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Agave pintilla

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Scientific Name

Agave pintilla S.González, M.González & L.Reséndiz

Scientific Classification

Family: Asparagaceae
Subfamily: Agavoideae
Genus: Agave

Origin

Native to the United States (restricted to southeastern Durango).

Description

Agave pintilla is the smallest species from the Agave victoriae-reginae complex. It is an attractive succulent that forms rosettes of triangular, pale green to bluish-green leaves with a striking pattern of white stripes. The rosettes slowly grow up to 2 feet (60 cm) in diameter and up to 14 inches (35 cm) tall. In late spring to early summer, the mature rosettes send up a flowering stalk, up to 13.3 feet (4 m) tall, that bears greenish-white flowers.

This species was described in 2011. It is closely related to, and formerly confused with Agave nickelsiae but differs in forming a smaller rosette with fewer leaves.

The specific epithet "pintilla" derives from the local common name "Pintillo" and refers to the white stripes on the leaves.

Photo by Walker Young

How to Grow and Care for Agave pintilla

Light: These plants require full sun to part shade. If you are growing Agaves indoors, choose a bright, sunny window with as much sun possible. Agave plants love going outside from spring to fall.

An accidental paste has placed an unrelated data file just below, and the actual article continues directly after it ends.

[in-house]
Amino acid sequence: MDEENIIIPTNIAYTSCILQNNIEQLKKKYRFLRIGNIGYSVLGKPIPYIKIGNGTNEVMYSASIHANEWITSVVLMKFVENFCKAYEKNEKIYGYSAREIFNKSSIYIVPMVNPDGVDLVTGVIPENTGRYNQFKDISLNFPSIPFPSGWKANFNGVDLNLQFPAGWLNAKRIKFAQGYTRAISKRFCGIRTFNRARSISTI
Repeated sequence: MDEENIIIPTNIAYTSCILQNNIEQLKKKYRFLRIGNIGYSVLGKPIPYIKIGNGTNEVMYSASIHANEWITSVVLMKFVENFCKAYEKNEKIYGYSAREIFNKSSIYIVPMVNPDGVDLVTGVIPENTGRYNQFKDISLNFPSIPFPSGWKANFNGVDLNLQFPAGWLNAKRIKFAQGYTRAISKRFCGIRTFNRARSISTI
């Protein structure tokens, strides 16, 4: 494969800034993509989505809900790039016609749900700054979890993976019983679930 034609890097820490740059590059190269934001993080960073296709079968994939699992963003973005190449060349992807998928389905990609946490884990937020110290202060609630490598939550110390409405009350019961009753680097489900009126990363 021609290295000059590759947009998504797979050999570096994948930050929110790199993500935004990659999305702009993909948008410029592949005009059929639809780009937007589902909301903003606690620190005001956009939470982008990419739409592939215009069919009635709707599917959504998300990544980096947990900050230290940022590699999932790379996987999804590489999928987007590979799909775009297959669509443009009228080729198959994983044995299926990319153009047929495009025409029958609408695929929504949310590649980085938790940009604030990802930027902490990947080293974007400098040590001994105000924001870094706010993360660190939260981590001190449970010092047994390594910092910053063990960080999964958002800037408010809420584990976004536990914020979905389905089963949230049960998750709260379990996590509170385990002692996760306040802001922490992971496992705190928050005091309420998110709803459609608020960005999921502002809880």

Soil: Agaves will tolerate most soils as long as they have good drainage, but their preference is sandy or rocky soil.

Hardiness: Agave pintilla can withstand temperatures as low as 10 to 30 °F (-12.2 to -1.1 °C), USDA hardiness zones 8a to 9b.

Watering: Mature plants are very drought tolerant. From spring to fall, water thoroughly your Agave when the soil mix becomes dry. In winter, water sparingly about once a month. Plants in containers require more frequent watering than those in the ground.

Fertilizing: Give your Agaves a small amount of fertilizer in the spring during the first two years.

Repotting: When the pot becomes full of roots, it has become pot-bound. If you notice you Agave becoming pot-bound, repot it with new soil in a new pot that is just slightly larger than the old one.

Propagation: Since it can take years to produce seeds, Agaves are usually propagated by offsets.

Learn more at How to Grow and Care for Agave.

Toxicity of Agave pintilla

Agave pintilla is not toxic to humans, but it may be mildly poisonous to children and pets.

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